By Beau Black
There’s a well-documented connection between various forms of mental illness and addiction. Co-occurring disorders are mental health struggles that commonly coincide with substance addiction; these disorders can intertwine with addictions, exacerbating both conditions. This makes treating all parts of a dual diagnosis key to a successful recovery. Some of these co-occurring disorders include:
- Anxiety disorders and post-traumatic stress disorder (PTSD)
- Attention deficit hyperactivity disorder (ADHD)
- Bipolar disorder
- Personality disorders
The Centers for Disease Control and Prevention (CDC) lists a number of influences that can contribute to such mental health struggles, including:
- Biological factors such as genetics and brain chemistry
- Early adverse life experiences such as abuse, trauma, or witnessing violent events
- Misuse of alcohol or other substances
- Feeling lonely or isolated
- Issues related to chronic medical illnesses
Co-occurring disorders are mental health struggles that commonly coincide with substance addiction; these disorders can intertwine with addictions, exacerbating both conditions.
The Substance Abuse and Mental Health Administration (SAMHSA) says almost 9 million people suffer from a co-occurring disorder, but just 7% of them are treated for both, according to Verywellmind.com. The second number is concerning, as it likely means millions aren’t receiving the full range of treatment they need.
The Connection Between Addiction and Co-Occurring Disorders
Both mental health disorders and addiction affect the same regions of the brain. Verywellmind.com reports that the changes that take place in the brain due to substance abuse occur in the same areas that are impacted by depression, anxiety, schizophrenia, and bipolar disorder.
Co-occurring disorders can also be difficult to diagnose as symptoms can be nearly identical to those of addiction and mask other issues. Both mental disorders and addiction have a genetic component, which can be activated by environmental factors such as traumatic experiences.
Some mental disorders such as anxiety, PTSD, or ADHD can drive you to self-medicate with substances in an attempt to dull symptoms. But ultimately, the substances we turn to for relief can end up making our conditions worse, not better. And according to the National Institute of Mental Health (NIMH), substance use can trigger changes in the brain structure and function that can make you more likely to develop a mental disorder.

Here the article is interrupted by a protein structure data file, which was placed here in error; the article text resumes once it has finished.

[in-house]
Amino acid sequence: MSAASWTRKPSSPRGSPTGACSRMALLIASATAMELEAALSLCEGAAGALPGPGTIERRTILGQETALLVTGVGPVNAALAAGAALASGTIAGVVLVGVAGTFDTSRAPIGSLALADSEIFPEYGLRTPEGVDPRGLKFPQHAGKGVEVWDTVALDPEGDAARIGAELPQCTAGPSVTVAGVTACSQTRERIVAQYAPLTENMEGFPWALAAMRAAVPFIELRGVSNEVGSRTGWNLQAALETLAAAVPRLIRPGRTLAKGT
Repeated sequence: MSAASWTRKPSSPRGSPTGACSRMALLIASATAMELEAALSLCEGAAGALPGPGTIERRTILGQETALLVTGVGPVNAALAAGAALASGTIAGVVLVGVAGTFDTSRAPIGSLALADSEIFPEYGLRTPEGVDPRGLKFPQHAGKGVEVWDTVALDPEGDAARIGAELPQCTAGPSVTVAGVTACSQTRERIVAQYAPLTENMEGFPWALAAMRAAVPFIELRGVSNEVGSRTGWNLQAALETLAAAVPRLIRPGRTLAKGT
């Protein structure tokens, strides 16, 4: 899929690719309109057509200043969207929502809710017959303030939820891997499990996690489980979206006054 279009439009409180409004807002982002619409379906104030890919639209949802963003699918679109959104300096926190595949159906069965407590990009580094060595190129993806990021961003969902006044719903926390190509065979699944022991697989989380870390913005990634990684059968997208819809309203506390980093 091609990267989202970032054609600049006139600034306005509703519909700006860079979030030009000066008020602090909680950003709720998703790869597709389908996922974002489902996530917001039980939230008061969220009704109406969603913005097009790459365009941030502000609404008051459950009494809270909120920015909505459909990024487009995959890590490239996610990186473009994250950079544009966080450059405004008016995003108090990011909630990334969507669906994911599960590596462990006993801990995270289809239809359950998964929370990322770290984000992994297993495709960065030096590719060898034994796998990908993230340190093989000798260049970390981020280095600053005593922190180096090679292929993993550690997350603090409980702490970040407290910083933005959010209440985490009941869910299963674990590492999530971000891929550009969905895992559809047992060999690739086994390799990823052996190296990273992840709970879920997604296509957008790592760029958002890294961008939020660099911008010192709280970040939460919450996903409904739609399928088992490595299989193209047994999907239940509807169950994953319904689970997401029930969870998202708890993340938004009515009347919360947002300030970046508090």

- Common risk factors that increase the chances of developing both substance abuse and mental health disorders
- Substance misuse that may begin as a result of mental illness
- Substance misuse and addiction that disrupts mental health
Anxiety and Addiction
Anxiety disorders like PTSD and substance addiction can each work to foster and deepen the other. This connection is best observed in military veterans who come home from war zones; 20% or more may show symptoms of PTSD or depression. As many as half of those suffering from PTSD may struggle with a co-occurring addiction, says Verywellmind.com.
“The consequences of undiagnosed, untreated, or undertreated co-occurring disorders can lead to a higher likelihood of experiencing homelessness, jail time, medical illness, and even suicide,” reports Verywellmind.com’s Sherri Gordon.
Treating Co-Occurring Disorders and Addiction
Typically, a dual diagnosis is treated with multiple strategies. These can include traditional treatments like talk therapy with a counselor and group therapy sessions, as well as more innovative and holistic strategies like somatic experiencing (SE), eye movement desensitization and reprocessing (EMDR), neurofeedback, and yoga.
According to NIDA, the best approach to treating co-occurring disorders and addiction is an integrated approach, one that adequately addresses the symptoms of both. Research has shown that this method yields better results than focusing on treatment of only one disorder at a time. It can also save on long-term treatment costs.
Co-occurring addiction and mental health disorders can work together to make each condition worse. Effective treatment requires addressing them together.
Co-occurring addiction and mental health disorders can work together to make each condition worse. Effective treatment requires addressing them together. At The Meadows Texas, we’ll work with you to create an effective treatment plan to address your addiction and the mental health struggles that are either fueling it or resulting from it. If you or someone you love is struggling with substance addiction, reach out to our caring and knowledgeable admissions team. We’ll be glad to help start you down your road to recovery.